In the opening episode of Red Dwarf’s twelfth series, the crew encounter some of history’s most infamous villains who have supposedly been cured of their evil.
This may be the long-running sci-fi sitcom’s fourth series on Dave, but you’d be forgiven for thinking it was its second. After the divisive ninth series, i.e. Back to Earth, in 2009 and the minimalist tenth series in 2012, it wasn’t until last year’s eleventh series that it felt like Red Dwarf was truly back and firing on all cylinders, with a decent budget behind it. Big changes in tone and visual style between series have always been commonplace in Red Dwarf, but since XI and XII were written and filmed back-to-back, that isn’t the case here.
‘Cured’ sees the boys from the Dwarf stumble across a scientific research station that was established in the 23rd century to develop a cure for evil. Their arrival awakens Professor Telford (Adrian Lukis) from cryosleep, along with his test subjects – Adolf Hitler (Ryan Gage), Joseph Stalin (Callum Coates), Vlad the Impaler (Philippe Spall) and Valeria Messalina (Chloe Hawkins). They’re not the originals, but clones who were made using their DNA for the purpose of the experiment.
The gang have encountered history’s greatest monsters before, in series IV’s ‘Meltdown’, when they became involved in a battle of good vs. evil in an abandoned wax droid theme park. However, whereas the wax droids of ‘Meltdown’ weren’t given much to do or say that was particularly funny, in ‘Cured’ the villainous figures thankfully get more to work with. In particular, Ryan Gage (The Hobbit, The Musketeers) gives a great performance as the reformed Hitler, who tells the crew to call him Dolphy and “no mein Führers, that’s the old me” before taking a selfie with them. This new version of the dictator is, dare I say it, rather loveable as he bonds with Lister (Craig Charles) over their shared interest in art and responds to his reluctance to join him for a jam session on the guitar with a wounded “it’s because I’m Hitler, isn’t it?” Lister eventually gives in though, resulting in what will likely prove to be one of the episode’s most memorable scenes in years to come.
After having a lot more to do in series XI than ever before, Cat (Danny John-Jules) continues to steal the limelight in series XII’s opener, with a beginning and an ending that are entirely about him, plus plenty of good gags in-between such as “light switches are tricky, I don’t always get them first time.” Another positive is that Kryten (Robert Lewellyn) has some fairly complex information to explain towards the start but doesn’t get stuck in exposition mode for the duration, and he also gets some enjoyable lines around the episode’s theme of psychopathy and the nature of good vs. evil.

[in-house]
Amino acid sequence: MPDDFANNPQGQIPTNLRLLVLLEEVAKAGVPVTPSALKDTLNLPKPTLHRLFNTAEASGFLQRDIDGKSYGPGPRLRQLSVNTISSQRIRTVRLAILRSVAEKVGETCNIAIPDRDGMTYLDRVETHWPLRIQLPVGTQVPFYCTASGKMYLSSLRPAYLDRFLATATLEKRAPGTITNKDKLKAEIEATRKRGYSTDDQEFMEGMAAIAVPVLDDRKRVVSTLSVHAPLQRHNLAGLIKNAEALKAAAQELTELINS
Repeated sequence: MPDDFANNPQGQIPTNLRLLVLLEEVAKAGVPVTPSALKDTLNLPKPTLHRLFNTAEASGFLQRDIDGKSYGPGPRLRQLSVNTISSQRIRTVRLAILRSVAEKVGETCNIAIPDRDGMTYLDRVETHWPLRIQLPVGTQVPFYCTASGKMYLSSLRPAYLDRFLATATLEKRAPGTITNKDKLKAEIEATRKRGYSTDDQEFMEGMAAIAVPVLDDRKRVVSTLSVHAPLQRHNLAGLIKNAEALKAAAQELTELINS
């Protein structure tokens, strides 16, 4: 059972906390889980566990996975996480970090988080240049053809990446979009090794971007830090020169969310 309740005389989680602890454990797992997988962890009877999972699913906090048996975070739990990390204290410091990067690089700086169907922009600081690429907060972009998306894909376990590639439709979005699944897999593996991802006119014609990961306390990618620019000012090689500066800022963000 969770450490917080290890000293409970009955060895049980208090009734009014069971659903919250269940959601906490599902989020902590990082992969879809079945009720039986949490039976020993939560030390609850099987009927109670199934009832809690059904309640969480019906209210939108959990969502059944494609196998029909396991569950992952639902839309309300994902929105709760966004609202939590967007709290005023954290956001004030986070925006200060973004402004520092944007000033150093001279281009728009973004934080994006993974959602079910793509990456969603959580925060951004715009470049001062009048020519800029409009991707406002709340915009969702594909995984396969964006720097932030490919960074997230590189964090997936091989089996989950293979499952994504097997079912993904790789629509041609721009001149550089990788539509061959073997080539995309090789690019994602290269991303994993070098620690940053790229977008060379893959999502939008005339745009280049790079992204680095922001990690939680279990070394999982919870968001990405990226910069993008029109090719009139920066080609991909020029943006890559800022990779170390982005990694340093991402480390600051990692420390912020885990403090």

One minor complaint about ‘Cured’ is that there is a noticeable lack of Rimmer (Chris Barrie). He has a characteristically petty rant about disabled people, as he isn’t keen on the idea of wheelchair user Professor Telford joining their crew because they’ll have to put ramps all over the ship, but later behaves in a rather un-Rimmer-like way when it comes to Hitler. Given his admiration for tyrants (we once saw him meet Napoleon and gush that he was his “all time favourite fascist dictator”), it just seems a bit out of character that he would make a conscious effort to avoid Hitler and even chastise Lister for spending time with him.
While several instalments in the last series suffered from abrupt ending syndrome, ‘Cured’ has no such problem and in fact feels like a very well structured episode. Moments in the first few scenes that seem inconsequential have payoffs in the end and it also doesn’t feel like writer/director Doug Naylor was trying to cram too much in. Here’s hoping the rest of Red Dwarf XII will follow suit.